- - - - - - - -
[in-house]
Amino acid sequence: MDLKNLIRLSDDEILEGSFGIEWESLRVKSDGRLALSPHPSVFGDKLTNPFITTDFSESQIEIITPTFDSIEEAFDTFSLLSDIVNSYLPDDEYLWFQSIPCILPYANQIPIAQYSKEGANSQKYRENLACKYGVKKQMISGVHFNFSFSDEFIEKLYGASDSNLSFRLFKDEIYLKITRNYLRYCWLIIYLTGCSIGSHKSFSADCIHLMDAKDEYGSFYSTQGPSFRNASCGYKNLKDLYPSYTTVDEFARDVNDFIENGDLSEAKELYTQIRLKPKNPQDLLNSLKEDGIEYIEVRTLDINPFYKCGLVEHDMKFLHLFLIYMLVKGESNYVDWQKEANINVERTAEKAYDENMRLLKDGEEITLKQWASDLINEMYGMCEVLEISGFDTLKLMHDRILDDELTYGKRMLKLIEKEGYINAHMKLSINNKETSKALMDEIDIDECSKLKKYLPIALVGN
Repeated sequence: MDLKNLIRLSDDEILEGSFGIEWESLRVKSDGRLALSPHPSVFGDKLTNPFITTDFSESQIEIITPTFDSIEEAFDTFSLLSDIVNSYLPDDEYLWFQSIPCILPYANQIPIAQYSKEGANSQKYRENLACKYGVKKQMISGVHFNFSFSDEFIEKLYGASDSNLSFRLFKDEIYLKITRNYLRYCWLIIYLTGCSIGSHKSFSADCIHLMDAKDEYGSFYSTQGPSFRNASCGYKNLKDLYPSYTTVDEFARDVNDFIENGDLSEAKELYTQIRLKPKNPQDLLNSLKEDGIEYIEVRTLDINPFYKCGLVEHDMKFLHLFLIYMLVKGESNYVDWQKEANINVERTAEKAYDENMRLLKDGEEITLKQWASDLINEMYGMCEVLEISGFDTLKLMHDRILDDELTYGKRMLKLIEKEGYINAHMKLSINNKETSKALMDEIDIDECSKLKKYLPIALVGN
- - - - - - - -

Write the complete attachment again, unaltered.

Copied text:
[in-house]
Amino acid sequence: MDLKNLIRLSDDEILEGSFGIEWESLRVKSDGRLALSPHPSVFGDKLTNPFITTDFSESQIEIITPTFDSIEEAFDTFSLLSDIVNSYLPDDEYLWFQSIPCILPYANQIPIAQYSKEGANSQKYRENLACKYGVKKQMISGVHFNFSFSDEFIEKLYGASDSNLSFRLFKDEIYLKITRNYLRYCWLIIYLTGCSIGSHKSFSADCIHLMDAKDEYGSFYSTQGPSFRNASCGYKNLKDLYPSYTTVDEFARDVNDFIENGDLSEAKELYTQIRLKPKNPQDLLNSLKEDGIEYIEVRTLDINPFYKCGLVEHDMKFLHLFLIYMLVKGESNYVDWQKEANINVERTAEKAYDENMRLLKDGEEITLKQWASDLINEMYGMCEVLEISGFDTLKLMHDRILDDELTYGKRMLKLIEKEGYINAHMKLSINNKETSKALMDEIDIDECSKLKKYLPIALVGN
Repeated sequence: MDLKNLIRLSDDEILEGSFGIEWESLRVKSDGRLALSPHPSVFGDKLTNPFITTDFSESQIEIITPTFDSIEEAFDTFSLLSDIVNSYLPDDEYLWFQSIPCILPYANQIPIAQYSKEGANSQKYRENLACKYGVKKQMISGVHFNFSFSDEFIEKLYGASDSNLSFRLFKDEIYLKITRNYLRYCWLIIYLTGCSIGSHKSFSADCIHLMDAKDEYGSFYSTQGPSFRNASCGYKNLKDLYPSYTTVDEFARDVNDFIENGDLSEAKELYTQIRLKPKNPQDLLNSLKEDGIEYIEVRTLDINPFYKCGLVEHDMKFLHLFLIYMLVKGESNYVDWQKEANINVERTAEKAYDENMRLLKDGEEITLKQWASDLINEMYGMCEVLEISGFDTLKLMHDRILDDELTYGKRMLKLIEKEGYINAHMKLSINNKETSKALMDEIDIDECSKLKKYLPIALVGN